Finra president and chief executive Robert W. Cook said on Friday that the broker-dealer regulator will consider making its board deliberations public and providing more transparency about how it spends fine proceeds.
The potential moves could result from Mr. Cook's Finra 360 initiative, a self-examination that the organization launched earlier this year. At an event at the Heritage Foundation in Washington, Mr. Cook was cautious not to make any promises about whether either reform would be enacted.
"That's a journey," Mr. Cook said in reference to opening its board meetings. "There is more work we are and will be doing on that front. That's going to be a board-level decision. That's not a Robert Cook decision. The guiding principle that ought to be taken into account is: Will this help us be a better self regulatory organization?"
The session was designed as a conversation between Mr. Cook and Heritage scholar David Burton, an expert on financial regulation and author of a report this year that took Finra to task over its structure and operations.
Mr. Burton pressed Mr. Cook on whether the industry funded regulator would report publicly how it spends fine money. Last year, Finra collected a record $173 million in penalties. That subject also was part of an in-depth InvestmentNews analysis of Finra published in September.
As he has in other public appearances, Mr. Cook reiterated that Finra allocates fine revenue to capital projects and regulatory programs. He added, however, that as the board puts together Finra's 2018 budget later this year, it will revisit Finra's policy of not revealing details of how it allocates fine proceeds.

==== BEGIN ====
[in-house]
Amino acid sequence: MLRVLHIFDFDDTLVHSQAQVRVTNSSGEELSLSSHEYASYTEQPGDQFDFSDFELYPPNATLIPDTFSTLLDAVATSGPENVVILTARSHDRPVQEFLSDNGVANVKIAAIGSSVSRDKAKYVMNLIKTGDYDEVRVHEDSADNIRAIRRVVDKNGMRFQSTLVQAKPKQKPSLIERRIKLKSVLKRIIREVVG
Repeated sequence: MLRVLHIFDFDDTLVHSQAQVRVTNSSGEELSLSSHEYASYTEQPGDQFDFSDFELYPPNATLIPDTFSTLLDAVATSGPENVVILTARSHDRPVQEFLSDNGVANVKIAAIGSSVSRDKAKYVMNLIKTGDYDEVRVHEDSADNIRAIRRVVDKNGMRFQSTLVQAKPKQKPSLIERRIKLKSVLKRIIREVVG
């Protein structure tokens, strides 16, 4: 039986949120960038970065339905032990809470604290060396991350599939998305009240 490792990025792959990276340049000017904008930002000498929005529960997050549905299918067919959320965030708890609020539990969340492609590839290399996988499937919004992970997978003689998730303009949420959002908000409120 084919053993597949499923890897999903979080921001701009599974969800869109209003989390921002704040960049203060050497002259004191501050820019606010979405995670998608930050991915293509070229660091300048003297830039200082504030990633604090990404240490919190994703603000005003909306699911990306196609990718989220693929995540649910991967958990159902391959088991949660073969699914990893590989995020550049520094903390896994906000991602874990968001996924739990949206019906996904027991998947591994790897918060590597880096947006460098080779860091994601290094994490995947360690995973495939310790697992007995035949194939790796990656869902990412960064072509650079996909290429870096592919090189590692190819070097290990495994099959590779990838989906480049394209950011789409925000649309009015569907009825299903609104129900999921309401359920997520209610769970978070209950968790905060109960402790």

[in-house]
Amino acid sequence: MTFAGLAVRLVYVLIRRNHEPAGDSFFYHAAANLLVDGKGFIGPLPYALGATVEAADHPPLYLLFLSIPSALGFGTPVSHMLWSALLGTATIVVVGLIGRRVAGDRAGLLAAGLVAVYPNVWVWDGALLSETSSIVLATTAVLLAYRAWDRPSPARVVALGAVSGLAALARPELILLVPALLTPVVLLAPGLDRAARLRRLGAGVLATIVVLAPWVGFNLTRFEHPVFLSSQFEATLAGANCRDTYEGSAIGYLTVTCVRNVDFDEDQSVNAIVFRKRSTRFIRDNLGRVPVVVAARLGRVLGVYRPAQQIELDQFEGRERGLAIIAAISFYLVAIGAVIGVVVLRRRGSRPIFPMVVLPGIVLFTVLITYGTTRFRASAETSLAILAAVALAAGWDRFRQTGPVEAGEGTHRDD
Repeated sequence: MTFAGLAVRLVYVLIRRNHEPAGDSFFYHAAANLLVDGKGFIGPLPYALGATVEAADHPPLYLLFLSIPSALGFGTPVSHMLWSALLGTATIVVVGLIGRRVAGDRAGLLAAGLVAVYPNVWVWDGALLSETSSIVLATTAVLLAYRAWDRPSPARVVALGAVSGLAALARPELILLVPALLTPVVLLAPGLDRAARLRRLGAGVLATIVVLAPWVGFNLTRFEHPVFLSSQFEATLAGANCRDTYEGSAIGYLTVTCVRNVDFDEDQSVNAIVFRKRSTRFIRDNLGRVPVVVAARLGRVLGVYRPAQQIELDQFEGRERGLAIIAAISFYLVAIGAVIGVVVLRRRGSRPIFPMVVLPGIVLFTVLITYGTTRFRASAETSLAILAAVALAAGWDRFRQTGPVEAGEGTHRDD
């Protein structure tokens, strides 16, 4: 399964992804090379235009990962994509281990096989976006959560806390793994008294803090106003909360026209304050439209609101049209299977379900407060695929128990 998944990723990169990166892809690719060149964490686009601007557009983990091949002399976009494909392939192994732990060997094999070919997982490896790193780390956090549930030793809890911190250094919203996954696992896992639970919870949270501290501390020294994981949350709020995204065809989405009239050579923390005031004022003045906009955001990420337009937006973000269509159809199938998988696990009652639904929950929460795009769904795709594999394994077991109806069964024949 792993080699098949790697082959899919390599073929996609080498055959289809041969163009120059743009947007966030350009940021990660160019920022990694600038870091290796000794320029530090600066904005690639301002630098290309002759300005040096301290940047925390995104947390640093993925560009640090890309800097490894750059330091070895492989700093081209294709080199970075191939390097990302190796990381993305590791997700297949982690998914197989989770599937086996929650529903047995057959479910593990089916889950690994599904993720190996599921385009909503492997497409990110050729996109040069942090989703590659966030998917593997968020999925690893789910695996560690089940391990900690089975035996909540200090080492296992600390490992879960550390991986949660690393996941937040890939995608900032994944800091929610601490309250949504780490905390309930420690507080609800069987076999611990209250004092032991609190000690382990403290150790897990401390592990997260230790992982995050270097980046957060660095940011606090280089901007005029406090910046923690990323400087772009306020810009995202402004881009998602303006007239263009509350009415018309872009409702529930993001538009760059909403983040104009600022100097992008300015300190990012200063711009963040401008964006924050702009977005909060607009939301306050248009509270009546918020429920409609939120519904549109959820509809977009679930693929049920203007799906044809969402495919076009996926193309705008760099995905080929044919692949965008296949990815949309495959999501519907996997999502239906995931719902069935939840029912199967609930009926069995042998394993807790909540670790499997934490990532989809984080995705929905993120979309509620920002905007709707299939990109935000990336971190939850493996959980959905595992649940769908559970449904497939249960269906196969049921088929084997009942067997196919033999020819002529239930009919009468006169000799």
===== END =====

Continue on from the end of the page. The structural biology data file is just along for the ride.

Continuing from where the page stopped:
"We are looking at this issue," Mr. Cook said. "We're working with the board to think through what is the right approach to fines going forward. We recognize there is a perception issue."
Shortly after being appointed to the helm of the Financial Industry Regulatory Authority Inc. in August 2016, Mr. Cook launched what he calls a listening tour. Friday's event at Heritage was an interesting example of the initiative because it sat Mr. Cook within feet of one of Finra's toughest critics.
Mr. Burton praised Mr. Cook on Finra 360 and his listening mode.
"He has, in my judgment, done the right things," Mr. Burton said.
But, like many others calling for Finra reform, he asked Mr. Cook when Finra 360 would result in major actions.
"At some point, we need to move past talking about change and actually trying to get some change done," Mr. Burton said.
"We're really trying to move with a sense of urgency, especially on this small stuff," Mr. Cook said.
Finra 360 is a "rolling process," Mr. Cook said. The regulator will launch changes periodically rather than saving them all for the conclusion of the initiative.
But reform of how Finra is governed may unfold slowly.
"When it comes to issues around changes in governance structure, we'll take the input we got and we'll either act on it and share that or talk more about why we wouldn't," Mr. Cook said.
Mr. Cook envisions Finra 360 as a "multi-year process." He has been meeting with Finra members, investor advocates, other regulators and experts.
"We're open for business in terms of getting input from people who have ideas, thoughts," Mr. Cook said. "I want to look at whatever makes us a better SRO."